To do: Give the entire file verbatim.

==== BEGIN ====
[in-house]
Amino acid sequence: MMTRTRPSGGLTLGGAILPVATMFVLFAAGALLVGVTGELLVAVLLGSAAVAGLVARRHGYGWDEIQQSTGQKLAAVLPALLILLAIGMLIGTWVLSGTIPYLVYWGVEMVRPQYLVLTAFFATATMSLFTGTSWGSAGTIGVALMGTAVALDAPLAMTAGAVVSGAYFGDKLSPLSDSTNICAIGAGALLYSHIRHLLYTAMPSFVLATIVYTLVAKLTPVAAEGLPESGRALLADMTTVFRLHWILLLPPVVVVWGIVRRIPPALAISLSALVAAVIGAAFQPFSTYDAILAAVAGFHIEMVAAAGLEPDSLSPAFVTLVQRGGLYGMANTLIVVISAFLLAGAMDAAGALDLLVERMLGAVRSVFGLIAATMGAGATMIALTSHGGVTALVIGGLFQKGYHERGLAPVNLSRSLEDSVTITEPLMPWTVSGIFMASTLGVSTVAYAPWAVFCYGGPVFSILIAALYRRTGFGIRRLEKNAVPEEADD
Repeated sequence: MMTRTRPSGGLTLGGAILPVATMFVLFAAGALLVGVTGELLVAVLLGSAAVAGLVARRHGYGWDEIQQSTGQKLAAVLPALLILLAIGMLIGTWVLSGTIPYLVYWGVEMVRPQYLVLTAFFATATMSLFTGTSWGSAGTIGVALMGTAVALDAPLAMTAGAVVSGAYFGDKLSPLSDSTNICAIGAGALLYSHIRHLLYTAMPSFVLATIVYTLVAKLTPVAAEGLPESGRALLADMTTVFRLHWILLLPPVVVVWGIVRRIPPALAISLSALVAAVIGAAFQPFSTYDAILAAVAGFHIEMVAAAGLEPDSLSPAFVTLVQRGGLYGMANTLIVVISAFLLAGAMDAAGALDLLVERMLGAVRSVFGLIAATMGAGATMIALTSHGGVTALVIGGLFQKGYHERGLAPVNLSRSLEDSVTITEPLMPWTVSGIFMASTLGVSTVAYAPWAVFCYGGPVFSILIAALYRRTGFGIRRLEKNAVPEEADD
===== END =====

[in-house]
Amino acid sequence: MMTRTRPSGGLTLGGAILPVATMFVLFAAGALLVGVTGELLVAVLLGSAAVAGLVARRHGYGWDEIQQSTGQKLAAVLPALLILLAIGMLIGTWVLSGTIPYLVYWGVEMVRPQYLVLTAFFATATMSLFTGTSWGSAGTIGVALMGTAVALDAPLAMTAGAVVSGAYFGDKLSPLSDSTNICAIGAGALLYSHIRHLLYTAMPSFVLATIVYTLVAKLTPVAAEGLPESGRALLADMTTVFRLHWILLLPPVVVVWGIVRRIPPALAISLSALVAAVIGAAFQPFSTYDAILAAVAGFHIEMVAAAGLEPDSLSPAFVTLVQRGGLYGMANTLIVVISAFLLAGAMDAAGALDLLVERMLGAVRSVFGLIAATMGAGATMIALTSHGGVTALVIGGLFQKGYHERGLAPVNLSRSLEDSVTITEPLMPWTVSGIFMASTLGVSTVAYAPWAVFCYGGPVFSILIAALYRRTGFGIRRLEKNAVPEEADD
Repeated sequence: MMTRTRPSGGLTLGGAILPVATMFVLFAAGALLVGVTGELLVAVLLGSAAVAGLVARRHGYGWDEIQQSTGQKLAAVLPALLILLAIGMLIGTWVLSGTIPYLVYWGVEMVRPQYLVLTAFFATATMSLFTGTSWGSAGTIGVALMGTAVALDAPLAMTAGAVVSGAYFGDKLSPLSDSTNICAIGAGALLYSHIRHLLYTAMPSFVLATIVYTLVAKLTPVAAEGLPESGRALLADMTTVFRLHWILLLPPVVVVWGIVRRIPPALAISLSALVAAVIGAAFQPFSTYDAILAAVAGFHIEMVAAAGLEPDSLSPAFVTLVQRGGLYGMANTLIVVISAFLLAGAMDAAGALDLLVERMLGAVRSVFGLIAATMGAGATMIALTSHGGVTALVIGGLFQKGYHERGLAPVNLSRSLEDSVTITEPLMPWTVSGIFMASTLGVSTVAYAPWAVFCYGGPVFSILIAALYRRTGFGIRRLEKNAVPEEADD